The April Jobs Report Shows Continued Slow Growth, Bought at Great Cost

Summary:  The news media focuses on the month-to-month changes in the jobs report, which consist mostly of noise. Strong months confirm the optimists; weak months confirm the pessimists. In fact the trend of growth remains the real story, with the US economy near stall speed — supported only (like the other developed nations) by massive multi-year fiscal and monetary stimulus. Slow growth bought at great cost. A cost we cannot long continue to pay, borrowing and squandering the money ($ which instead could be rebuilding America). Just like Japan since 1989.


  1. Conclusions
  2. About the recovery
  3. Household survey
  4. Establishment survey
  5. Unemployment
  6. Other important metrics
  7. For more information about US economy

(1)  Conclusions

Here we examine the April employment report from the Bureau of Labor Statistics.  They conduct two surveys: one of households, one of businesses.  They are not directly comparable, each giving different perspectives on the US economy.  This report paints a picture consistent with the many other streams of information about the economy: slow growth. Slowing slow growth, as shown by this from ECRI — through March. The April numbers (1.6%, 1.2%) are small ticks up in these lines.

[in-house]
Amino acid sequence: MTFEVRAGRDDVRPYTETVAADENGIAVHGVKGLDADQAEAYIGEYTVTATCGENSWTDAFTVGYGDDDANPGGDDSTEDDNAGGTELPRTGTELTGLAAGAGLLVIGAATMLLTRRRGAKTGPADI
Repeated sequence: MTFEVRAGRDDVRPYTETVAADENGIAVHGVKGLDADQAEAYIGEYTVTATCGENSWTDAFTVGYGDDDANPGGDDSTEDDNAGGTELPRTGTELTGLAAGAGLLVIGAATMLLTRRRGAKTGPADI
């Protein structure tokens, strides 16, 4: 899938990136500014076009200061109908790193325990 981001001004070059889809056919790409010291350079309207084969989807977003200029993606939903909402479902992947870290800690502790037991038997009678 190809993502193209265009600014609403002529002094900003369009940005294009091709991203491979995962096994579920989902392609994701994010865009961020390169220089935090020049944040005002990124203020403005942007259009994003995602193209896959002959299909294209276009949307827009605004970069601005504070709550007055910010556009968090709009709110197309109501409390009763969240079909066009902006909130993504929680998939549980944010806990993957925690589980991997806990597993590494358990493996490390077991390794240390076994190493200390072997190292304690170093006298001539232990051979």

From ECRI, 5 April 2013From ECRI, 5 April 2013

(2)  About the recovery

To understand the jobs report one must first understand the recovery of which it is one aspect:  during this period the government’s public debt increased $1.03 trillion — 6.5% of GDP (see debt here and GDP here), one of the higher fiscal deficits in the world.  Our shiny recovery results from massive borrowing and spending — plus increasingly unconventional monetary policy.